How did a French teenager working for a box-maker turn his name into one of the most desired luxury brands in the world? A brief history of Louis Vuitton, as it happened…
1837 - 16 year old Louis Vuitton begins an apprenticeship at the Parisian atelier of Monsieur Marechal, an esteemed box maker. Craftsmen like Marechal are important to concerned travellers who don't want their valuable possessions banging around on horse-drawn carriages, boats and trains. He packages these goods protectively for them in his specially made boxes and everyone is happy. Until Louis thinks up something new…
Archived Louis Vuitton workshop
1854 – 17 years of artisanal training with Monsieur Marechal have given Vuitton the skills he needs to branch out on his own and come up with some fresh innovation. His first Louis Vuitton workshop opens in the mid 1850s, at 4 Rue Neuve-des-Capucines in Paris, and in 1858, he introduces his revolutionary stackable trunks, which change everything.
The lightweight, airtight cases are a revelation, and word soon gets around amongst well-to-do travellers. The trunks have flat bottoms, instead of the rounded-top styles so far available, and everyone wonders why no one has thought of such a thing before. It’s genius. The popularity of Vuitton’s designs grow so much that other luggage makers soon cotton on and begin feverishly copying him.
The original Louis Vuitton flat-bottomed trunk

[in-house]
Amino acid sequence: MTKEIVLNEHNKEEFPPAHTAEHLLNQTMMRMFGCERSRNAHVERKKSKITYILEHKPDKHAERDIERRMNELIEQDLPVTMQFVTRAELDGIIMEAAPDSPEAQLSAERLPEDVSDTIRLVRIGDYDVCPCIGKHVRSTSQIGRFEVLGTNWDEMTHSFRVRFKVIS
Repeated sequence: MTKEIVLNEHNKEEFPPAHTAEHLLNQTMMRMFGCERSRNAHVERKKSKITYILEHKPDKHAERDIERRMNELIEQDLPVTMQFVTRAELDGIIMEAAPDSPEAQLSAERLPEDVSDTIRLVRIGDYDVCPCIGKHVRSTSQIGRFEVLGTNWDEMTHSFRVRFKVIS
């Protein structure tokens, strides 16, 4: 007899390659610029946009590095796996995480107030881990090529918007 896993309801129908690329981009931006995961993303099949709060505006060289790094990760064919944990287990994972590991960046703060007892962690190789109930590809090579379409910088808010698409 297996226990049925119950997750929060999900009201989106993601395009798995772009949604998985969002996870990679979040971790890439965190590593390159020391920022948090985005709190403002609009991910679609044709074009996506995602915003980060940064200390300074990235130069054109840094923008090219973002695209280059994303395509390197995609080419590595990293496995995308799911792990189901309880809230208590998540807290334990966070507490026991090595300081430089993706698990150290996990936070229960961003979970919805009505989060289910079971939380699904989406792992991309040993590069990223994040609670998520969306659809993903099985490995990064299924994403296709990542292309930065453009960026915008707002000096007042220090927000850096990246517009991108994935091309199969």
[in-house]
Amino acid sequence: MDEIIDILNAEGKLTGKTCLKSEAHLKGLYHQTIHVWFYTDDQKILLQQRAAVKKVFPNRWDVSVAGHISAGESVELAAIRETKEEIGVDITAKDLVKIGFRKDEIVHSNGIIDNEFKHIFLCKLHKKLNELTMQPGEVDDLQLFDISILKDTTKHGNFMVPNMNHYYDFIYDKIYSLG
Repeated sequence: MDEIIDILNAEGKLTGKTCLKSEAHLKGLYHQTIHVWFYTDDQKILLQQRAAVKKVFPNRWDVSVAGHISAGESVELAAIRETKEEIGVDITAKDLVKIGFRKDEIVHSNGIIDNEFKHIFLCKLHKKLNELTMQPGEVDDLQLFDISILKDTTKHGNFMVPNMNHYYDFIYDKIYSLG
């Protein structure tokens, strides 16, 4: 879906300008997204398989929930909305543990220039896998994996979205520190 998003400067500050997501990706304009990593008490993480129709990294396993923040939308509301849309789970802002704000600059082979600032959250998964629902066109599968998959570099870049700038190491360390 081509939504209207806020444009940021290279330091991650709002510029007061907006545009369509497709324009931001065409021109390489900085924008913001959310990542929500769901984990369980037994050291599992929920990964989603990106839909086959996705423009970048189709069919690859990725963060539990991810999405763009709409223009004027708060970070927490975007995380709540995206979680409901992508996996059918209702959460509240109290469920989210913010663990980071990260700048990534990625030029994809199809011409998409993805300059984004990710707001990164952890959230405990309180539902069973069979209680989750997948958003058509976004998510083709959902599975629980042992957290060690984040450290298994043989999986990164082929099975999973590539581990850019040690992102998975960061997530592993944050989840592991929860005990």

1876 - Some things never change. Just like today, where Vuitton rip-offs are a constant battle for the company, so too is imitation of the brand in these early years. Wary of the flood of imitations, Vuitton changes the Trianon design to a brown and beige striped pattern. However, by 1888, his designs are still being so widely copied that he again changes it and creates the (still popular) Damier Canvas pattern, with a logo reading ‘marque L. Vuitton déposée’. Now savvier, and with an ever growing brand to protect, he registers his trademark. Smart move.
Rihanna carries a damier canvas Louis Vuitton handbag
1885 - The first Louis Vuitton store in London opens on Oxford Street in 1885.
1892 - Louis Vuitton dies and management of the company is taken over by his son, George. George Vuitton is determined to turn the company into a global corporation, and begins exhibiting at international trade fairs.
1896 - The now iconic monogrammed 'LV' canvas is launched and patented worldwide, a move that successfully prevents much (though by no means all) counterfeiting in years to come.
(Audrey Hepburn with her Papillon bag)
1900s - The Louis Vuitton company continues to introduce new products, many of which are still manufactured today. The Steamer bag (a smaller bag that fits inside the larger trunks), the Keepall bag, The Noé bag, the Speedy bag and the Papillon bag (the well-known cylindrical bag) are all created during the 1900s, as the Vuitton empire successfully expands.
1936 - George Vuitton passes away. By this time, the company has stores all over the world. George’s son, Gaston-Louis, takes the over the business and shortly thereafter, begins incorporating leather into the company’s range.
1950-60 - In the late 50s, the Monogram canvas is remodelled into a softer, more yielding version so that it can be used for bags, purses and wallets. Louis Vuitton products are now a regular feature on the arms of the rich and famous. Wealthy socialites. Glam movie stars and royalty. Jet setting billionaires. A Vuitton handbag or suitcase is the ultimate status symbol.